Religious and non-religious worldviews and philosophies need to be discussed (or presented), examined and compared (not in toto, but on the level of this or that value, principle, practice, what have you) in the first instance on equal footing, much in the spirit if not letter of normative Liberal democratic pluralism (as with the later Rawls, for instance). I do not consider Liberalism as a political philosophy for democratic polities to be a comprehensive theory, so to speak, of the Good, in other worlds, a full-fledged worldview, but more a legally sound approach that contingently emerged from such worldviews, one with heuristic and presumptive democratic values and virtues necessary if not sufficient to ensure minimal cooperation in pursuit of the public or common good. At times, other societies, even if only episodically or aspirationally, and not always with a specific or explicit commitment to democratic principles, values, and procedures have tolerated or even encouraged similar if not identical approaches to pluralism of worldviews, so perhaps it is possible societies that likewise wish to be democratic but are not historically linked to Liberalism can fashion a political theory or philosophy of justice along similar lines, I do not know.

  3. Thank you, Amod (and Patrick for his comments)! I agree that the category of “religion” can be very misleading and I agree (no surprise!) that books only focusing on Christianity but titled “Philosophy of Religion” are at the very least mistitled.
    However, I think that a category for “Philosophy of Religion” is useful to deal with topics related with reflections about God or Their absence and with soteriology (which mārga? whose salvation? open to whom?…).

  4. It’s not just this one textbook aimed at college students (at least, I’m assuming that’s the target audience). Sometime you shuold take a look at books published for the high school, middle school, and elementary school markets. I’m a religious educator working in a post-Christian (Unitarian Universalist) congregation, working with preschool through high school, and the curricular materials available to me are, for the most part, unusable. For example, a parent asked me to look at the “Usborne Encyclopedia of World Religions” aimed at 8 to 12 year olds. I found the book to be completely unusable; not only did it implicitly define religion in terms of Christianity, it also focused on white-dominated religions to the point where African religions got (if I’m remembering correctly) two pages out of a book of well over a hundred pages. Not surprisingly, the treatments of religions with roots in the Indian subcontinent were pretty bad.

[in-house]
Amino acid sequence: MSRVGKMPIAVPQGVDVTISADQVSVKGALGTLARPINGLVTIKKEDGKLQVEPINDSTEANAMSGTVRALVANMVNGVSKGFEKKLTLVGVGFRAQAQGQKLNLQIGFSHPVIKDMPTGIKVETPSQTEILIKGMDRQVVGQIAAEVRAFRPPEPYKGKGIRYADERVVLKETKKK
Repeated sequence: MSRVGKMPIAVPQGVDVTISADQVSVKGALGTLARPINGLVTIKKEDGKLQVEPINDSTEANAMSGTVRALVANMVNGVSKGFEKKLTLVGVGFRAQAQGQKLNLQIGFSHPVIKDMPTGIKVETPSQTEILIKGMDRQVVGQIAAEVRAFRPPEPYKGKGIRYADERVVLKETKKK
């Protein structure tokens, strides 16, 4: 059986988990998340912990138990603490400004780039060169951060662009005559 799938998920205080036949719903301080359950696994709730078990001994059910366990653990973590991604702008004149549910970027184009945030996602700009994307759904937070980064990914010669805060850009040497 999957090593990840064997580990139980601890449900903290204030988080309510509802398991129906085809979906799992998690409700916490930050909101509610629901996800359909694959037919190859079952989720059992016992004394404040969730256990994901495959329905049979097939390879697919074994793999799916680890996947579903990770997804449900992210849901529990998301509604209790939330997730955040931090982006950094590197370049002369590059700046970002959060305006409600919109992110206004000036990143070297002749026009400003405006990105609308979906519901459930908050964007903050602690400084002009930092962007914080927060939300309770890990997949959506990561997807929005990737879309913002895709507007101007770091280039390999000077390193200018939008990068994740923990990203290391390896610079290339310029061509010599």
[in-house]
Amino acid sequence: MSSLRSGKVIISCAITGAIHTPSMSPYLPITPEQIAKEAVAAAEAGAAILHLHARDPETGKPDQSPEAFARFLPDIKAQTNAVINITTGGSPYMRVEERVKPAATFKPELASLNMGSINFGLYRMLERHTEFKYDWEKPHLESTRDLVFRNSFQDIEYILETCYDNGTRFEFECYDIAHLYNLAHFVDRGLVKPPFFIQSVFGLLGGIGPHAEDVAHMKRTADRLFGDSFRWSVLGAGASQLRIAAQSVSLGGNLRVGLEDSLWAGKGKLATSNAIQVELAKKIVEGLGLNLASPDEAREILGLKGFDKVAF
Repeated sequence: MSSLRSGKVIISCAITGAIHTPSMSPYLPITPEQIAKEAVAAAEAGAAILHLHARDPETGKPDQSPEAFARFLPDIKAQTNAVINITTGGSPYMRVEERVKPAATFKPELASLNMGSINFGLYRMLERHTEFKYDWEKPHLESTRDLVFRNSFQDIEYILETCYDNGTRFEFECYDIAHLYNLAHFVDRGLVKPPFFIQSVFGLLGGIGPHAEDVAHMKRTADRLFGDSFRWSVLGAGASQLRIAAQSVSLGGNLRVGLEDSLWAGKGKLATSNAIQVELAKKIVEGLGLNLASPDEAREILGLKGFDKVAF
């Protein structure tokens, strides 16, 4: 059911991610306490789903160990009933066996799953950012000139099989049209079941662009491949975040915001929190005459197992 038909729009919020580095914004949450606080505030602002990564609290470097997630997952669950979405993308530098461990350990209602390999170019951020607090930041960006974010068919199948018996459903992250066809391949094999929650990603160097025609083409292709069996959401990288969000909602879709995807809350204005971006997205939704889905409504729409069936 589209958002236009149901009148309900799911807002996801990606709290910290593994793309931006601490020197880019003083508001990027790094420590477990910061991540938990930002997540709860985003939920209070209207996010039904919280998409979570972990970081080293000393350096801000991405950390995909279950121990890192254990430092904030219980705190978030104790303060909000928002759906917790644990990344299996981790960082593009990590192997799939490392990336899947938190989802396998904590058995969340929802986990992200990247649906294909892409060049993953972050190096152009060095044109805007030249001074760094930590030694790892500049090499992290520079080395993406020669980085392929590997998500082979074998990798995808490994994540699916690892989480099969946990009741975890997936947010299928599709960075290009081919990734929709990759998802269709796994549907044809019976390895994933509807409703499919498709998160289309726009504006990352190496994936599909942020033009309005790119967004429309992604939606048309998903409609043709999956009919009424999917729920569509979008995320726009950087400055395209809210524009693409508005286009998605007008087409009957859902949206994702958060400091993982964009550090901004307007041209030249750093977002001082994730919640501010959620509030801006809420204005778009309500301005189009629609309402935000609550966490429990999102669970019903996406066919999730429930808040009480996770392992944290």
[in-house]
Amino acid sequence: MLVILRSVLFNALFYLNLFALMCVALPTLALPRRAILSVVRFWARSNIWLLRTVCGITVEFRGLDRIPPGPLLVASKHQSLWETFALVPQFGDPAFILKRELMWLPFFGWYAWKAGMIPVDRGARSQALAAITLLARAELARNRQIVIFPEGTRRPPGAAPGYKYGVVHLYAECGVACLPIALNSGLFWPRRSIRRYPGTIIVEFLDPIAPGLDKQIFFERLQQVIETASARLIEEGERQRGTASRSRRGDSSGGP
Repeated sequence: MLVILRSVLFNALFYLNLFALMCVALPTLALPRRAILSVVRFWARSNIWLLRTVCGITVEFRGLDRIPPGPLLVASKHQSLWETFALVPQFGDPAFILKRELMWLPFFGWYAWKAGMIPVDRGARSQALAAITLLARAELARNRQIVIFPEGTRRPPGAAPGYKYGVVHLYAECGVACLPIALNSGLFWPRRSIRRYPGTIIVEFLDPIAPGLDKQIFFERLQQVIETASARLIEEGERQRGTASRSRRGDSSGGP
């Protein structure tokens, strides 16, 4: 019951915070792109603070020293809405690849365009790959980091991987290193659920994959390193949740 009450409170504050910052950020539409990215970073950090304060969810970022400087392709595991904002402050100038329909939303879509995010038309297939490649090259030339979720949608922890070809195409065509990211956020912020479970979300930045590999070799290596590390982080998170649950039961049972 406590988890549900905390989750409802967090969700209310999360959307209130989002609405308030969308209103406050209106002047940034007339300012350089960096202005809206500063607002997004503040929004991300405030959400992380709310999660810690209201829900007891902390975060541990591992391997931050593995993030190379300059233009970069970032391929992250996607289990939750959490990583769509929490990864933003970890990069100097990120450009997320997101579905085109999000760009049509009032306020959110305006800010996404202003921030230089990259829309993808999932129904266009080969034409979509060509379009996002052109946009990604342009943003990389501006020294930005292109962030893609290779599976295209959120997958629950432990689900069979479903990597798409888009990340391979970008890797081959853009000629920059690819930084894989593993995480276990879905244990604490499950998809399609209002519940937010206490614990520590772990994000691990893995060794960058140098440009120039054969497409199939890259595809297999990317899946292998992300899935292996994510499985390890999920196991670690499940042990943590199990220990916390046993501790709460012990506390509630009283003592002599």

Given the kind of crap that is pushed out to students before they reach college, it’s not surprising that they have been thoroughly indoctrinated into believing that “religion” = white evangelical Christianity. This helps explain the approach of the textbook you received: it’s simply building on what they’ve already learned.

    This also helps explain why students hold both religious studies and philosophy in such contempt. Why study something that is so obviously wrong? I have to spend a lot of my time as a K-12 educator showing students why the study of religion and philosophy is actually worthy of their attention. I wish educators like me had more help from academics; at least the AAR has published some pretty good guidelines for teaching religion to K-12, but the APA is (from my point of view) mostly a waste of time.

    Anyway, if you want to be really appalled, look at K-12 textbooks on religion.

  5. Open question to anyone interested in answering: is it true that Eastern theodicies were more concerned with the function of karma rather than a true theodicy like one finds in, say, Leibniz, WLC, Job, etc.? Also, are there any good classical Eastern texts that set out to prove reincarnation? I have heard Dinnaga and Dharmakirti did this but I cannot seem to find the right texts.